Next week, September 10, is World Suicide Prevention Day as designated by the World Health Organization (WHO). I've written about suicide a few times on this blog - it's a topic that too many people would prefer to avoid. If we don't talk about it, acknowledge it, then it isn't really a problem, right?
According to the WHO, every 40 seconds, there is one death to suicide somewhere in the world, one million people each year. In 2005, my brother was one of those 1 million people. He was only 35 years old. "The number of lives lost through suicide exceeds the number of deaths due to homicide and war combined," says a WHO fact sheet. It is one of the leading causes of death among young people. These numbers are just the successful suicides, not the attempted ones.
Thousands of people are dying each day because something has broken inside them. In many cases, with the right resources, what was broken could have been fixed. You may want to read this blog post I wrote in 2007. I think it's pretty relevant still today: Suicide, not a disease, so no walkathons, ribbons, or research race.
Too many people have opinions about suicide. They may say that those who choose to die are cowards, unable to man-up and face the world. Others say that they are to be pitied. Others get angry at the person who died, because of the pain they left behind, feeling that the dead person took the easy way out. After my brother died, I was speaking to a priest who was president of the high school my sons attended at the time. As a Catholic, I know what the Church says about suicide. The priest asked if I wanted him to say a prayer at JP's grave. When I said something about the Church's view of suicide, this older man, well beyond retirement age, got angry and said, "Anyone who takes his life is ill. He died of an illness and that is not to be condemned in any way." I've never forgotten his words. Sadly, he died himself, suddenly, before he could say that prayer. But as someone who is not really religious, I took a lot of comfort from his words. Here was someone who understood.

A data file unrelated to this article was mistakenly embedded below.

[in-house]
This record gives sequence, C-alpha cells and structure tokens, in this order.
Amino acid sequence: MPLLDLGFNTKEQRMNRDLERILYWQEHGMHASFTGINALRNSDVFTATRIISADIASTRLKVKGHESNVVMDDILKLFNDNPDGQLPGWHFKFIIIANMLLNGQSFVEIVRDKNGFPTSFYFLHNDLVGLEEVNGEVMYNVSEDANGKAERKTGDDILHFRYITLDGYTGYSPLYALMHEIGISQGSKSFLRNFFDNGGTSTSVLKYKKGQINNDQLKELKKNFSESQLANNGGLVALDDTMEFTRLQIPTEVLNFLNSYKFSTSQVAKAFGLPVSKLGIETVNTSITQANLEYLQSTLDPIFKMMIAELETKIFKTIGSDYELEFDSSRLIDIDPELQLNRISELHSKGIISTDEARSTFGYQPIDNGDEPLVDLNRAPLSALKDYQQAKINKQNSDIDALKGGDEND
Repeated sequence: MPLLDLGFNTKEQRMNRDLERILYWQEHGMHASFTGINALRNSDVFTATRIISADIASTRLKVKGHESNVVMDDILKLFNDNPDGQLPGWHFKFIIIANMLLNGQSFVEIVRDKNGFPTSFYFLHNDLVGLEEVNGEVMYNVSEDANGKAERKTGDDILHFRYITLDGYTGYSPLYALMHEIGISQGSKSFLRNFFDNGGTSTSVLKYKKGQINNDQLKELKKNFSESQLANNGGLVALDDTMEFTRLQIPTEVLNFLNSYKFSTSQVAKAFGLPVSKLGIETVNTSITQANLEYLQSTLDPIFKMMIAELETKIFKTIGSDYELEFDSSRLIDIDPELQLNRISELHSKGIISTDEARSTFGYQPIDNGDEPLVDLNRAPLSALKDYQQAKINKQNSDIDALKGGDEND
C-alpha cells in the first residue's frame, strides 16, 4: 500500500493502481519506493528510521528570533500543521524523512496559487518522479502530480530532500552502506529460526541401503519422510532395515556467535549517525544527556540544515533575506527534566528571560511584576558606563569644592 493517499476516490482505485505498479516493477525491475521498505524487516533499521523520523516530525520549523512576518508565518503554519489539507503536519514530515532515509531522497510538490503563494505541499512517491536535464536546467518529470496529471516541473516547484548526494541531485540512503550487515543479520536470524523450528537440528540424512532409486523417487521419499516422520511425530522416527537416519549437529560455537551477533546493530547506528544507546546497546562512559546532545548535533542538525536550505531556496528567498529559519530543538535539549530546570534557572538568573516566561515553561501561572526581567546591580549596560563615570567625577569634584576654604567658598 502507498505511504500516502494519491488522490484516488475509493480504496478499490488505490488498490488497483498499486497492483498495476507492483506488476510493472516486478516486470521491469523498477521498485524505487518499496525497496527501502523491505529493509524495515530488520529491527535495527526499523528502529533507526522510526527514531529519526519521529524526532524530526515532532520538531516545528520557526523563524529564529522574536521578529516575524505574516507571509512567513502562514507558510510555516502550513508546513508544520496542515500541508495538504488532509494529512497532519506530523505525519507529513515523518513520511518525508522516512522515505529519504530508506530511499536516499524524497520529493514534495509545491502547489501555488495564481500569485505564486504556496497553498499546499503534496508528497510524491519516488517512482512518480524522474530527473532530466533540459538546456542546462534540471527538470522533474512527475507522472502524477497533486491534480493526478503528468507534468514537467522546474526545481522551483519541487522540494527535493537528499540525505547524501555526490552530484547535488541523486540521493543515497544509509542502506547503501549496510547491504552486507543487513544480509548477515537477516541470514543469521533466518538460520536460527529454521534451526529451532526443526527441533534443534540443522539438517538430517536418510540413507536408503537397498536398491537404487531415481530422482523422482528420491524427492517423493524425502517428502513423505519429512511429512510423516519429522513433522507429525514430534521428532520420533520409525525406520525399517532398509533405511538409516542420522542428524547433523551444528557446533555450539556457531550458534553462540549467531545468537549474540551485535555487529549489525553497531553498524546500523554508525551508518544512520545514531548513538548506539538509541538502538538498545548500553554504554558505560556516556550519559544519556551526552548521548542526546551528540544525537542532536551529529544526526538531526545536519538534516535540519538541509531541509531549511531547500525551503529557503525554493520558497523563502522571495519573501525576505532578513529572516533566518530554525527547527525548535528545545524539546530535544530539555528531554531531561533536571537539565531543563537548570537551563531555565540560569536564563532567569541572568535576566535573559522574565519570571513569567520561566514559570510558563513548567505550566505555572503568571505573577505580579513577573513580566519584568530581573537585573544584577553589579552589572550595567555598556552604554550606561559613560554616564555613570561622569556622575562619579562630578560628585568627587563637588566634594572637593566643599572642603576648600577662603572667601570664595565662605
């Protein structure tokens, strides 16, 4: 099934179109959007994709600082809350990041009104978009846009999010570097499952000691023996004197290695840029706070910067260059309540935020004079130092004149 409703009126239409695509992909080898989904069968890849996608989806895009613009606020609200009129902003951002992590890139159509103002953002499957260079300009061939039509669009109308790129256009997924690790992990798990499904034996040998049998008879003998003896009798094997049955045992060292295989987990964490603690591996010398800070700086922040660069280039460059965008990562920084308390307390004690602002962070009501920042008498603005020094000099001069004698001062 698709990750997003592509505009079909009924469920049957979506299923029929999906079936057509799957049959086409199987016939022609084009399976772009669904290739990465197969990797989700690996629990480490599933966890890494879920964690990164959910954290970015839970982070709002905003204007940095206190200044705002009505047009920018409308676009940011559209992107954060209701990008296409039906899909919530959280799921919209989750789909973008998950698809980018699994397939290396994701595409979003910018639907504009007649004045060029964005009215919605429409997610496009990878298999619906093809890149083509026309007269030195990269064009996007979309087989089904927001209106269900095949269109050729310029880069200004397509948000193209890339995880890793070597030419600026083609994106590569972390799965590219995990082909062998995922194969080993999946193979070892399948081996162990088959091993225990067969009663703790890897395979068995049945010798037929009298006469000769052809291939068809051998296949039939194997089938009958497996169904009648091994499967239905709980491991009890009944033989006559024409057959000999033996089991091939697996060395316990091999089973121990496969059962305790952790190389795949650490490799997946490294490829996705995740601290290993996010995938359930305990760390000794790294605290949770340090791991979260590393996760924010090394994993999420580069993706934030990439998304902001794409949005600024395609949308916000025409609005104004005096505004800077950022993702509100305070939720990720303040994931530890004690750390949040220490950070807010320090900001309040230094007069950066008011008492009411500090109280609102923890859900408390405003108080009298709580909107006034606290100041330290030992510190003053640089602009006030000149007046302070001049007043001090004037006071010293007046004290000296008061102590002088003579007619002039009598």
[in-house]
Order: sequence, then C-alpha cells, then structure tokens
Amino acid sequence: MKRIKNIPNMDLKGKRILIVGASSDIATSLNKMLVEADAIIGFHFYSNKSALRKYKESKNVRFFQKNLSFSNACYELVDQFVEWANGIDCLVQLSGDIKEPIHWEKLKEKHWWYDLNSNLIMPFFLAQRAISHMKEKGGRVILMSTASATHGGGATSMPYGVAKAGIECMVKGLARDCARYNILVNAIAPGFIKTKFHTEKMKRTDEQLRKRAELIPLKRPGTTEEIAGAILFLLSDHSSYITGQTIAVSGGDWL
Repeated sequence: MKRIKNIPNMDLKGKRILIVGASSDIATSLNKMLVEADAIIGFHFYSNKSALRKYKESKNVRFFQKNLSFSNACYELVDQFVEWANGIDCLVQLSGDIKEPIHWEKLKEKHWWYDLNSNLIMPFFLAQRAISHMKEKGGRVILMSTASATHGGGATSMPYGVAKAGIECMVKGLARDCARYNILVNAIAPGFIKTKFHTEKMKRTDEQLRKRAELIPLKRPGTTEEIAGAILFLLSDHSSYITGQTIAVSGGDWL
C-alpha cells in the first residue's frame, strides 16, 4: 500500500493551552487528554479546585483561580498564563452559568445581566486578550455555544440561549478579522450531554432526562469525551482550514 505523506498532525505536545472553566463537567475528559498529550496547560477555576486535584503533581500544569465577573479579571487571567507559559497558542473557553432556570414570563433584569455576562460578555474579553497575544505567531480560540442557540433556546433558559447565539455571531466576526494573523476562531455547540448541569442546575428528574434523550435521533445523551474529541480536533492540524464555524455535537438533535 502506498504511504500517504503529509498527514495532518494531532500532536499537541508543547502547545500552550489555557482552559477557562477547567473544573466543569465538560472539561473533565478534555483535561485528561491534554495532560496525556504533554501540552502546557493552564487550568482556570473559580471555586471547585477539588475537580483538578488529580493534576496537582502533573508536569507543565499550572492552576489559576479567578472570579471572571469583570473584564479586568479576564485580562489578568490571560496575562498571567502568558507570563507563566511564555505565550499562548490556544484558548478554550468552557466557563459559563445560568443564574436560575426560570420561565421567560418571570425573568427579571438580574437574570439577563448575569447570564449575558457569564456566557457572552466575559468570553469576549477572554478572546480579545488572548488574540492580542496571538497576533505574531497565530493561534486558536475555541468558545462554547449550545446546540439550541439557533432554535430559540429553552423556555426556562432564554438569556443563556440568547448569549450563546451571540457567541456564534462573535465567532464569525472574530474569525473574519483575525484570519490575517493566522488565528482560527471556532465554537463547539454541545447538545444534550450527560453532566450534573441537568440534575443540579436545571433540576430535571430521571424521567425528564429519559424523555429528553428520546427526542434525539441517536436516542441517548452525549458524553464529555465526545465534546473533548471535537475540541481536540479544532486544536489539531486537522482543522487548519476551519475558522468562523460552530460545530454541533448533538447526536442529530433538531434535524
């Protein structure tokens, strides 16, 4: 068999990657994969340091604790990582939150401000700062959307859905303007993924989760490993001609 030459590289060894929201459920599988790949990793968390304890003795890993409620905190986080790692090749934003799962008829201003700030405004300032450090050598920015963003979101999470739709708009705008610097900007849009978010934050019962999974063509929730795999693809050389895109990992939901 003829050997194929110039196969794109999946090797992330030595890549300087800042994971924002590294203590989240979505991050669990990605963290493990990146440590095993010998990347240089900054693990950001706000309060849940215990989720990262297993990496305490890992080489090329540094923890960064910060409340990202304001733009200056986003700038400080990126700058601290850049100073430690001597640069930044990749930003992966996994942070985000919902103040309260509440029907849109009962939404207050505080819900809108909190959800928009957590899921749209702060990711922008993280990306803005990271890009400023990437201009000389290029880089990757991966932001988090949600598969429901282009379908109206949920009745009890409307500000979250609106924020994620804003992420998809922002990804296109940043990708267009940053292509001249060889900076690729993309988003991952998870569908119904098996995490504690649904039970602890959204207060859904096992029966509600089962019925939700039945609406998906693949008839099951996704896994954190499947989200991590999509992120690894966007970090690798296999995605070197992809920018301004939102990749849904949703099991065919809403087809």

How can you help reduce the suicide rate? Acknowledge that it happens. Talk about it. Don't dismiss the topic if it comes up. It may be unpleasant, but it's important. Often, when people find out that I have a brother who died young, they are shocked that I will tell him that he committed suicide. They aren't so much shocked about the suicide itself, but that I will openly say it. Why? Because it's an uncomfortable reminder that this occurs, even to people they know. But it has to be said. It wasn't all that long ago that the words "breast cancer" were whispered. Why should "suicide" be whispered?
The WHO offers suggestions on how you can help fight the stigma of mental illness and the risk of suicide. If you can do only one thing, you've done something important and may save a life.
On September 10, at 8 pm, please consider joining us in lighting a candle of hope.